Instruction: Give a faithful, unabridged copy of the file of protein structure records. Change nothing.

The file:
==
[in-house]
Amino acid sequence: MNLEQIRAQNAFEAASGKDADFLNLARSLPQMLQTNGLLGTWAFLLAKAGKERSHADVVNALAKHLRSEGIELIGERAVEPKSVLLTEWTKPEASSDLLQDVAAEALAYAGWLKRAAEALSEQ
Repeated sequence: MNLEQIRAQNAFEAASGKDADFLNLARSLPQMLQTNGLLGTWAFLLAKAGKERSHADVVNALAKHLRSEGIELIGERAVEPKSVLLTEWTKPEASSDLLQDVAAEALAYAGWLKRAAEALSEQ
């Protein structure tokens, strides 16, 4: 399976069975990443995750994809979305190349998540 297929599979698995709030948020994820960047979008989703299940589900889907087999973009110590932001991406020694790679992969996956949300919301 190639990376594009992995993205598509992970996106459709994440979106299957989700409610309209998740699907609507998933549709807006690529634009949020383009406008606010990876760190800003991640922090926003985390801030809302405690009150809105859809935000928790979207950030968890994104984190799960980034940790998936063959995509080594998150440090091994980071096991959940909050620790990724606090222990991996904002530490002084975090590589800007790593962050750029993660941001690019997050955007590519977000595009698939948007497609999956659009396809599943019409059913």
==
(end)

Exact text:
[in-house]
Amino acid sequence: MNLEQIRAQNAFEAASGKDADFLNLARSLPQMLQTNGLLGTWAFLLAKAGKERSHADVVNALAKHLRSEGIELIGERAVEPKSVLLTEWTKPEASSDLLQDVAAEALAYAGWLKRAAEALSEQ
Repeated sequence: MNLEQIRAQNAFEAASGKDADFLNLARSLPQMLQTNGLLGTWAFLLAKAGKERSHADVVNALAKHLRSEGIELIGERAVEPKSVLLTEWTKPEASSDLLQDVAAEALAYAGWLKRAAEALSEQ
């Protein structure tokens, strides 16, 4: 399976069975990443995750994809979305190349998540 297929599979698995709030948020994820960047979008989703299940589900889907087999973009110590932001991406020694790679992969996956949300919301 190639990376594009992995993205598509992970996106459709994440979106299957989700409610309209998740699907609507998933549709807006690529634009949020383009406008606010990876760190800003991640922090926003985390801030809302405690009150809105859809935000928790979207950030968890994104984190799960980034940790998936063959995509080594998150440090091994980071096991959940909050620790990724606090222990991996904002530490002084975090590589800007790593962050750029993660941001690019997050955007590519977000595009698939948007497609999956659009396809599943019409059913």